Barack Obama has been referred to as the biggest celebrity in the world by his competitor for the White House, John McCain. The usually positive label was meant as a criticism of course, of Obama’s style and sleekness masquerading as a lack of competence. As an outsider, I have no wish to comment about the political affairs of another country. What I do want to talk about however is the growing trend of “cool” political leaders in my country
Of course it would be inaccurate to call Obama’s, or any politician’s, celebrity status a new trend in politics. Ronald Reagan was already an actor when he ran for office, and John F Kennedy will always be remembered –besides his assassination- for his charm and suaveness arguably more so than his interventions in
But that has never been so in
This was an average looking man who disallowed F1 racing and casinos in
But today’s new batch of leaders in my country is of a different breed. Our Foreign Minister, George Yeo, has a blog and a facebook account which he faithfully maintains. He is not alone; at least eight other politicians are part of this online community. The Media Development Authority in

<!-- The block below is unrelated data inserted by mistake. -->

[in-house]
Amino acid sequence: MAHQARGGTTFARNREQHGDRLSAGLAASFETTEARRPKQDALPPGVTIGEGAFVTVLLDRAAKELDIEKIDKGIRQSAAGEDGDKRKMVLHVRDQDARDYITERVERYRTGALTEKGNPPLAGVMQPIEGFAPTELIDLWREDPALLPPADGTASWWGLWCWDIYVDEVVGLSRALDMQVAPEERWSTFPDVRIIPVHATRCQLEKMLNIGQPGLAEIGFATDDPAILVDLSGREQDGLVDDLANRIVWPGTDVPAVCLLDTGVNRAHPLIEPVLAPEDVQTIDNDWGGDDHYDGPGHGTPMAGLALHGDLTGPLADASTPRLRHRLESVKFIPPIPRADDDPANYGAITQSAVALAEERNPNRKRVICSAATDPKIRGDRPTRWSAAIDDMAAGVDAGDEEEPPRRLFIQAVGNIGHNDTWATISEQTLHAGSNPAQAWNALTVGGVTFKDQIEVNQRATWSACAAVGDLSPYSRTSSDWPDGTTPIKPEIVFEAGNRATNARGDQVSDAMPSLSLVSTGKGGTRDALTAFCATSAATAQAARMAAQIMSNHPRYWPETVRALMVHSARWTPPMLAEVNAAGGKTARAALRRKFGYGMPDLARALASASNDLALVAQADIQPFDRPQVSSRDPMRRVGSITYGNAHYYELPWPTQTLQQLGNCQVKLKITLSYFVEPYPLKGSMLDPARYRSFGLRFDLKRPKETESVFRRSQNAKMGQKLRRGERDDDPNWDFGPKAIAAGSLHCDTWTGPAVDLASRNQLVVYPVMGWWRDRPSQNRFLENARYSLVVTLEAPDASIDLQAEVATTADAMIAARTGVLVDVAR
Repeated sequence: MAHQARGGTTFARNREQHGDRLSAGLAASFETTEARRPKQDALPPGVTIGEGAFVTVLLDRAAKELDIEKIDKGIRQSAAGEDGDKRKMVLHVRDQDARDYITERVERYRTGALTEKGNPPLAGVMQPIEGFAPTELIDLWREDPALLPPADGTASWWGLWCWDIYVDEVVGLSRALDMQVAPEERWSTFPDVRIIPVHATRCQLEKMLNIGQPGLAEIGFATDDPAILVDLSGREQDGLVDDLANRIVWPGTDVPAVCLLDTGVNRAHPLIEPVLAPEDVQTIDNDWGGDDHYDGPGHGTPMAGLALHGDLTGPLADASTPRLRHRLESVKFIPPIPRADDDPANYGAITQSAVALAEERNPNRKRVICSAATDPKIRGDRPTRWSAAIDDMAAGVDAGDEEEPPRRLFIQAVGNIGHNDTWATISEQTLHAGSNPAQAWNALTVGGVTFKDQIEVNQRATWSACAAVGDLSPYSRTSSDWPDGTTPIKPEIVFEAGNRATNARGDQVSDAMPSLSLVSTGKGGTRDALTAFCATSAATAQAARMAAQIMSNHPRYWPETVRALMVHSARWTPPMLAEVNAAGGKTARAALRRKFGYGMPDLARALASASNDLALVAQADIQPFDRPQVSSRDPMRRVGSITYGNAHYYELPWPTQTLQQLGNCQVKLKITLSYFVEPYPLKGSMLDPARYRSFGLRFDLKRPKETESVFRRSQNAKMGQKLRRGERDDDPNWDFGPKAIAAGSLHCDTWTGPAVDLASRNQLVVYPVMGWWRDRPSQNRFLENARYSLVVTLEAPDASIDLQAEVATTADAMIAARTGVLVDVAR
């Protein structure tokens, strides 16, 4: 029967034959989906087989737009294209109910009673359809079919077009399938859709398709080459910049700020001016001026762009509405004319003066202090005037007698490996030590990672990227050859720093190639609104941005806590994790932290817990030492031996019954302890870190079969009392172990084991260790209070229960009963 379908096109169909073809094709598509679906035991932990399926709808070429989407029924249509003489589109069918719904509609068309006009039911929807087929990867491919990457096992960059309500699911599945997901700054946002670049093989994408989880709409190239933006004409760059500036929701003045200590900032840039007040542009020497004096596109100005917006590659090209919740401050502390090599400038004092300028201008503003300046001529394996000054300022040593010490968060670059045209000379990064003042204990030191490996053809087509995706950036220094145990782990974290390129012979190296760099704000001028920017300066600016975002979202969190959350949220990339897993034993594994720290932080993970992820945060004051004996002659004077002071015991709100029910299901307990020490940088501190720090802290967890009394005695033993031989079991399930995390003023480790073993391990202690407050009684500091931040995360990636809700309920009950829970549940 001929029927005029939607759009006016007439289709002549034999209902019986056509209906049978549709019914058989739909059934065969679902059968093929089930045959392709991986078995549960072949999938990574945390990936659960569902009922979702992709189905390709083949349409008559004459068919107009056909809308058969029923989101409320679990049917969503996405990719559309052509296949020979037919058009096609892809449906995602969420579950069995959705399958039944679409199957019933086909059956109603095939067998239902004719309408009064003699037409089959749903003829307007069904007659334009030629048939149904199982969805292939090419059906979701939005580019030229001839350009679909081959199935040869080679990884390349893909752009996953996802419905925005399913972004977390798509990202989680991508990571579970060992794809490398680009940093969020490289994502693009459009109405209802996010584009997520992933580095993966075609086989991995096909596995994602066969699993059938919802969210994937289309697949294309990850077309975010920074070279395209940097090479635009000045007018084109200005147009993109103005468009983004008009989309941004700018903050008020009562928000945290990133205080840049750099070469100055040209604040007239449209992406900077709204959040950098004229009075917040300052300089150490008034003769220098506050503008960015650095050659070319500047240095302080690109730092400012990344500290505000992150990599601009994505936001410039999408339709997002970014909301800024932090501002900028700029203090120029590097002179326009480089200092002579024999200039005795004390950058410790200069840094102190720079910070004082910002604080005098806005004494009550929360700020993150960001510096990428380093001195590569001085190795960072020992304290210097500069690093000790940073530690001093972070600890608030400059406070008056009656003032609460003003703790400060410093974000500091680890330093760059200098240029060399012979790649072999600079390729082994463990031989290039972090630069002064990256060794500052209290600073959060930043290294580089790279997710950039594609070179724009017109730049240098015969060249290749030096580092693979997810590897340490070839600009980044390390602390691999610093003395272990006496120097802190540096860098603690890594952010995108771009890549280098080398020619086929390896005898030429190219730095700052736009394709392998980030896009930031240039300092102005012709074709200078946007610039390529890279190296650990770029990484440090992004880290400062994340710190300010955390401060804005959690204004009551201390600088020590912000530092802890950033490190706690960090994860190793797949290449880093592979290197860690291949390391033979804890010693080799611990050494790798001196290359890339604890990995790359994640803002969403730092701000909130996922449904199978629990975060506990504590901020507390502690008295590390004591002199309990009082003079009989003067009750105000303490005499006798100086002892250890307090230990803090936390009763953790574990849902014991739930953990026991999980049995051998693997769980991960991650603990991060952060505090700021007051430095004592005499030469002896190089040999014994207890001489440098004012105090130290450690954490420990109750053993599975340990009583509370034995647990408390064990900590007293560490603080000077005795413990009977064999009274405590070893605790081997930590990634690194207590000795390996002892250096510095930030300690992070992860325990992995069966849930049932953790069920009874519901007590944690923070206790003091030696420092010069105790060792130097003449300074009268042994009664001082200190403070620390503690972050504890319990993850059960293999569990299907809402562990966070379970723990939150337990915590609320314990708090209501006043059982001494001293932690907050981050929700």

I’m not saying that celebrities can’t be politicians and vice versa. Reagan was instrumental to bringing about the end of the Cold War. But there are real dangers that cannot be ignored when public leaders are superstars.
For one, charm and charisma make an excellent cover for a myriad of flaws. Look at Joseph Estrada, 13th President of the
Estrada is an extreme case that most definitely doesn’t apply to either Obama or my nation’s leaders. Estrada was a college dropout and gangster and the demographics comprised largely the uneducated poor. Candidates and voters in my country and
It’s easier to assess that than what one may think. Pick any young Singaporean on the street and ask them who Vivian Balakrishnan –a popular and up-and-rising political star in
This apathy comes from an overachieving government, staffed with competent leaders who fought for
Which is what truly matters, and what worries me the most. While politicians in
We are empowering politicians to make our decisions for us, so shouldn’t we be at least more concerned about what they say and if they can deliver their promises, rather how well they can tickle our ears and how “cool” they are? After all, after politicians are elected into office they become public servants. And as we all know, superstars are used to being served rather than the hard labour that is often required of a government leader.